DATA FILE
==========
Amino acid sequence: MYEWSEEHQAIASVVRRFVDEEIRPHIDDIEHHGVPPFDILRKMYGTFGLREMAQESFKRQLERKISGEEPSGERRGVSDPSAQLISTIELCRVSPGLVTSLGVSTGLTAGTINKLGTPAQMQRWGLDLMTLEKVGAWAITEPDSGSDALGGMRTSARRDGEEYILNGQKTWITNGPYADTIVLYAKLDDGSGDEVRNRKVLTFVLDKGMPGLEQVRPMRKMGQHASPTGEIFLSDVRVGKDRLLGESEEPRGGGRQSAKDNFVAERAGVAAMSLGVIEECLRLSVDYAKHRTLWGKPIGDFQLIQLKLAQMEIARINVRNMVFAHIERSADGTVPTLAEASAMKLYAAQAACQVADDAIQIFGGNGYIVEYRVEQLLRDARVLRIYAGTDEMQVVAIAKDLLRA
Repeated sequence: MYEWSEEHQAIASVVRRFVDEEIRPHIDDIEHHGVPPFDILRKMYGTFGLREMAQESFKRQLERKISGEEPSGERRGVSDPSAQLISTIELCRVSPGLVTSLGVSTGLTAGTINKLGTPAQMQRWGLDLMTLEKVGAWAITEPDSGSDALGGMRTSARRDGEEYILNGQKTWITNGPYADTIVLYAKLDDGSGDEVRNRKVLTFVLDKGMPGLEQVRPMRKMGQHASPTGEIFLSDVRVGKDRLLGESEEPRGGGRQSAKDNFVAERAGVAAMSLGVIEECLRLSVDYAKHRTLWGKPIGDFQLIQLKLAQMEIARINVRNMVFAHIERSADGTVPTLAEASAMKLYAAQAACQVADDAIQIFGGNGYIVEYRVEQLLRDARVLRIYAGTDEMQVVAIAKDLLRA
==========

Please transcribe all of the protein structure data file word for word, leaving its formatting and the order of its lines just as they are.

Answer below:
Amino acid sequence: MYEWSEEHQAIASVVRRFVDEEIRPHIDDIEHHGVPPFDILRKMYGTFGLREMAQESFKRQLERKISGEEPSGERRGVSDPSAQLISTIELCRVSPGLVTSLGVSTGLTAGTINKLGTPAQMQRWGLDLMTLEKVGAWAITEPDSGSDALGGMRTSARRDGEEYILNGQKTWITNGPYADTIVLYAKLDDGSGDEVRNRKVLTFVLDKGMPGLEQVRPMRKMGQHASPTGEIFLSDVRVGKDRLLGESEEPRGGGRQSAKDNFVAERAGVAAMSLGVIEECLRLSVDYAKHRTLWGKPIGDFQLIQLKLAQMEIARINVRNMVFAHIERSADGTVPTLAEASAMKLYAAQAACQVADDAIQIFGGNGYIVEYRVEQLLRDARVLRIYAGTDEMQVVAIAKDLLRA
Repeated sequence: MYEWSEEHQAIASVVRRFVDEEIRPHIDDIEHHGVPPFDILRKMYGTFGLREMAQESFKRQLERKISGEEPSGERRGVSDPSAQLISTIELCRVSPGLVTSLGVSTGLTAGTINKLGTPAQMQRWGLDLMTLEKVGAWAITEPDSGSDALGGMRTSARRDGEEYILNGQKTWITNGPYADTIVLYAKLDDGSGDEVRNRKVLTFVLDKGMPGLEQVRPMRKMGQHASPTGEIFLSDVRVGKDRLLGESEEPRGGGRQSAKDNFVAERAGVAAMSLGVIEECLRLSVDYAKHRTLWGKPIGDFQLIQLKLAQMEIARINVRNMVFAHIERSADGTVPTLAEASAMKLYAAQAACQVADDAIQIFGGNGYIVEYRVEQLLRDARVLRIYAGTDEMQVVAIAKDLLRA